Creating his fictional world out of nothing and without research, per se, Mr. Jones describes how it was to be The Creator of such a world. He describes reading what he wrote. Mr. Jones credits contributions from his editor. He remembers how the novel’s story unfolded, starting with the final line which he had in mind for 10 years. He differentiates going through the slavery’s “front door,” from his “side door,” Black slaveholders. He expands, describing how the story took form before he sat down to write. He distinguishes facts from his fiction.

Conversation 1 RealAudio10:21

Conversation 3

It is always people that drive his writing, Mr. Jones declares. He first intended to concentrate only on the slaves in the lane, he says, then other characters asserted themselves. He tells some of their stories. The interaction of writer and editor is again considered. Even though he wanted the novel to be about people, Mr. Jones says he also was interested in how individuals would survive the Institution of slavery. He points to several variations on this theme. He describes his own life, starting out as a math major.

Conversation 1 RealAudio9:43

Conversation 4

Wishing now that he’d kept a diary of the 10 years his World was taking form, Mr. Jones proposes why his stories are so powerfully visual. He recalls what he read as a youngster. As terrible as his fictitious slavery is, Mr. Jones compares it to far more horrendous realities. He explains the underlying rationalization of all of his novel’s slaveowners of all colors. He contrasts his 10 years thinking to 2.5 months writing the first draft, then describes how he goes about writing. He reveals the origin of several characters’ names, particularly “Darcy” and “Stennis.”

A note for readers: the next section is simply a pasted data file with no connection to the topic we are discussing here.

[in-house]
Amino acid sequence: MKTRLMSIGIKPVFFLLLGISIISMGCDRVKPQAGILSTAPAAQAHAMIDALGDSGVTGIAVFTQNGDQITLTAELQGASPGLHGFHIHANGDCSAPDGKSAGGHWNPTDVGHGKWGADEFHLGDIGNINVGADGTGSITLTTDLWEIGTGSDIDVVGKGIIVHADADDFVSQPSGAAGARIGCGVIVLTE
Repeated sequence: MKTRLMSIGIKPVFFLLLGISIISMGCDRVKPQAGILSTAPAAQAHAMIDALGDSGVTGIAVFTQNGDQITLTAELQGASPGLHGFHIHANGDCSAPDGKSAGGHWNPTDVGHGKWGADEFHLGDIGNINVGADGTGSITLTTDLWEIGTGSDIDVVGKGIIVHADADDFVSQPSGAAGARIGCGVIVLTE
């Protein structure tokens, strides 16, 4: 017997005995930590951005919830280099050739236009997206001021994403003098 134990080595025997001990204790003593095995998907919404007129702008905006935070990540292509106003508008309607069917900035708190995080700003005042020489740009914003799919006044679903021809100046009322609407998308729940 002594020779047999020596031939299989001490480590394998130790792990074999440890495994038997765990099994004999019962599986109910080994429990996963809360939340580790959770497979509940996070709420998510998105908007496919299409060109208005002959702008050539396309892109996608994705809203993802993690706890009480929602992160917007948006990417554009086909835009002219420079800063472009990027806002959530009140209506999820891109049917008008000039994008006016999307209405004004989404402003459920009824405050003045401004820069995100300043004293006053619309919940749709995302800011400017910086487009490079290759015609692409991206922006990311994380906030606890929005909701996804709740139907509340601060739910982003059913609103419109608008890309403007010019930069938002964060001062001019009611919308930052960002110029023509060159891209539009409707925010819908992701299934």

Conversation 1 RealAudio11:21

 Conversation 5

Introspection is not a high American priority, Mr. Jones notes, then considers the role of slavery in the nation’s past and present. Drawing on his characters, Mr. Jones considers character. He describes his own deep involvement with his characters, for all of whom “the sky only rises so high.” He explains. He examines the profound imbalance of power among the slaves and their owners, then adds the complications of gender. He anticipates more stories yet to come. He notes the importance of Washington, DC, his home, as a plot element.

Conversation 1 RealAudio10:31

Conversation 6

Mr. Jones offers reflects on America’s history of celebrating fighting over diplomacy, from Benjamin Franklin’s experience to the present. Mr. Jones concludes with lessons drawn from characters in The Known World.

Conversation 1 RealAudio4:43


We were as impressed with Mr. Jones as we are with his wonderful work. Our thanks to him for inviting us into his World.
Thanks, also, to the ever-vigilant Esther Levine, who has a gift for making rough places smooth.

Additional Links:

The Known World and Lost in the City are published by Amistad Press.

The history and impact of slavery in America continues to challenge us.  May of our guests have brought insight into the subject, including:  Richard Slotkin, Simon Schama, Henry Louis Gates, Jr., Doris Kearns Goodwin, David Reynolds, Gail Buckley and David Blight.

Even after the nominal ending of slavery with the Emancipation Proclamation and the 13th, 14th and 15th Amendments to the U.S. Constitution, the effects of slavery compounded by racism continued past even the "second reconstruction" of the Civil Rights era of the 1950s and '60s.  We've had fruitful conversations on this subject with, among others: Taylor Branch, Cornel West, Johnetta Cole, Mark Curriden, Iris Chang, Kevin Baker, Jason DeParle, E.L. Doctorow, John Hope Franklin, Lani Guinier, David Halberstam, Darlene Clark Hine, Randall Kennedy, Joseph L. Roberts, Elizabeth Lasch-Quinn, John Lewis, Pearl Cleage, Orlando Patterson and Richard Rodriguez.

Critic and essayist Curtis White argues forcefully the importance of imagination and critical thinking to the success of any liberal community.